BlueSteps Career Management and Executive Search Blog
The BlueSteps Career Management Blog is written with a C-level audience in mind on career management topics ranging from executive compensation, executive resumes, and interview tips to networking, executive job search, and gaining visibility as a professional in one’s industry.
The BlueSteps Executive Search Blog links senior executive candidates to actual retained search recruitment insights from AESC member executive recruiters, BlueSteps career advisors and other guest writers.
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Looking out across a construction site with dozens of workers scurrying from place to place, a construction leader once said, we can’t see dramatic cost reductions and quality improvements without innovations. Thankfully, across the industry organizations from general contractors to subcontractors and suppliers are rapidly taking advantage of the influx of new technologies that are poised to bring the construction industry into the 21st century, which is a good thing since according to the McKinsey’s 2015 Global Institute Industry Digitization Index, construction as an industry is at the bottom of the stack of industries for digitization.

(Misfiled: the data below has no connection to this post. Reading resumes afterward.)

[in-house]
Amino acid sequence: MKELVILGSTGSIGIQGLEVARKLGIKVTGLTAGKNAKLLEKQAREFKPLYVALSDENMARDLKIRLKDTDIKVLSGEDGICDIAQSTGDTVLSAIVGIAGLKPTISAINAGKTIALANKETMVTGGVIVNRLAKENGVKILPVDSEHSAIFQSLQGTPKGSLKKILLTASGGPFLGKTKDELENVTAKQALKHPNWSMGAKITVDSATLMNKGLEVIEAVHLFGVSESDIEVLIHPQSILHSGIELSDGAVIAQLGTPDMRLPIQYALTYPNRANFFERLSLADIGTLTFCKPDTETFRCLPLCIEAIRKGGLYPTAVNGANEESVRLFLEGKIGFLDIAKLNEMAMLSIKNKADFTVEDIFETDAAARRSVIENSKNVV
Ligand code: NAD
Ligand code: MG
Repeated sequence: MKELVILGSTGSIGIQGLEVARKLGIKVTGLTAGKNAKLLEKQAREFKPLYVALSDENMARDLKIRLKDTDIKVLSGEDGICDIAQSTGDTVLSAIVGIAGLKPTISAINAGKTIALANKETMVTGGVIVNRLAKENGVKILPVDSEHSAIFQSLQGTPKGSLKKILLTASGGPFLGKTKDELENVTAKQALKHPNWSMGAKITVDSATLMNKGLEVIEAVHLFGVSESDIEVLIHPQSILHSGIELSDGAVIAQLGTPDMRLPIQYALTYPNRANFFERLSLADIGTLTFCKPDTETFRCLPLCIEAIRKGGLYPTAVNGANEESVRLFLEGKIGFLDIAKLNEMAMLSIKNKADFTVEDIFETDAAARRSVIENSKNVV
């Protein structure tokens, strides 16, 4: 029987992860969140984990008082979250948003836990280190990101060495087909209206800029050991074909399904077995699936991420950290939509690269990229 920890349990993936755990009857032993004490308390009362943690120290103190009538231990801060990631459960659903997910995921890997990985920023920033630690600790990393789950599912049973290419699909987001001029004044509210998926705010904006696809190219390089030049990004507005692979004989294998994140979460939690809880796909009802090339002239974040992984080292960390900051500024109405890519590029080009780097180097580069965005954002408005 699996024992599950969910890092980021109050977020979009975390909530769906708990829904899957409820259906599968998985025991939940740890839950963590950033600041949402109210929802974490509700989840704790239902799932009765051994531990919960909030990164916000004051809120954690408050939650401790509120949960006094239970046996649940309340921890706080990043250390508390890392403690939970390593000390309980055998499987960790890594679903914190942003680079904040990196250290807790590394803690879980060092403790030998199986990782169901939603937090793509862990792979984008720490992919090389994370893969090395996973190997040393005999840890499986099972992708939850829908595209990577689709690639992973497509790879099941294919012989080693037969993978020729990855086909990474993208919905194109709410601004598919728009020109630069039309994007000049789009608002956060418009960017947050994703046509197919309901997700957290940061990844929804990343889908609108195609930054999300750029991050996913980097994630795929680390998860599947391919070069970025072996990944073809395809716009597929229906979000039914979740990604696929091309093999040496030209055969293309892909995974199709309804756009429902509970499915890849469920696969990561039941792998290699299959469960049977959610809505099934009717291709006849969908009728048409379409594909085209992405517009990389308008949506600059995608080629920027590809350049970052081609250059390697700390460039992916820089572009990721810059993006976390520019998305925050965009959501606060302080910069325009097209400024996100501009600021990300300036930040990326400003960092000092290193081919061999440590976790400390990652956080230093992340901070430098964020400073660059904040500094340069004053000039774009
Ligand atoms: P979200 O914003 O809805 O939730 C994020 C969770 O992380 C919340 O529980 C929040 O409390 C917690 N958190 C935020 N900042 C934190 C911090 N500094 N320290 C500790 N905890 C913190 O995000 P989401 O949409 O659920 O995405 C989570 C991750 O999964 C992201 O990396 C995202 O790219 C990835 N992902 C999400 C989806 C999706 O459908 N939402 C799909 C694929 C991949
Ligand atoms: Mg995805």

Business leaders have always been scrutinized for their decision making. In 1914, Henry Ford was both denounced as a fool and praised for doubling wages of factory employees from $2.34 to $5 per day. In 1987, Merck & Company decided to give away a cure for river blindness for free, an unfathomable choice for most pharmaceuticals, because they recognized the cost of the drug would be too high for impoverished international markets. Today, entire industries emerge and evaporate in just a few years, so executives must be ready to make substantive choices with limited information. Decisions on people – who to hire, fire, promote and reward – is even more complex; even if new algorithms are quantifying our daily behavior, humans create messy and imperfect data sets.
Perfect timing! Here I was thinking about the topic of ageism in the workplace, when my wife suggested that we watch “The Intern.” I was not familiar with the story, but I quickly noted the relevance. The movie is about a 70-year-old (Robert De Niro) intern working at a start-up clothing retailer in Brooklyn. Assigned to a role under the friendly, but overly-busy CEO (Anne Hathaway), De Niro played a highly professional intern with 40-years of executive experience. Due to his noticeably calm and thoughtful demeanor compared to many others in the business, Anne Hathaway’s character eventually decides to reassign her intern because he is too “observant.”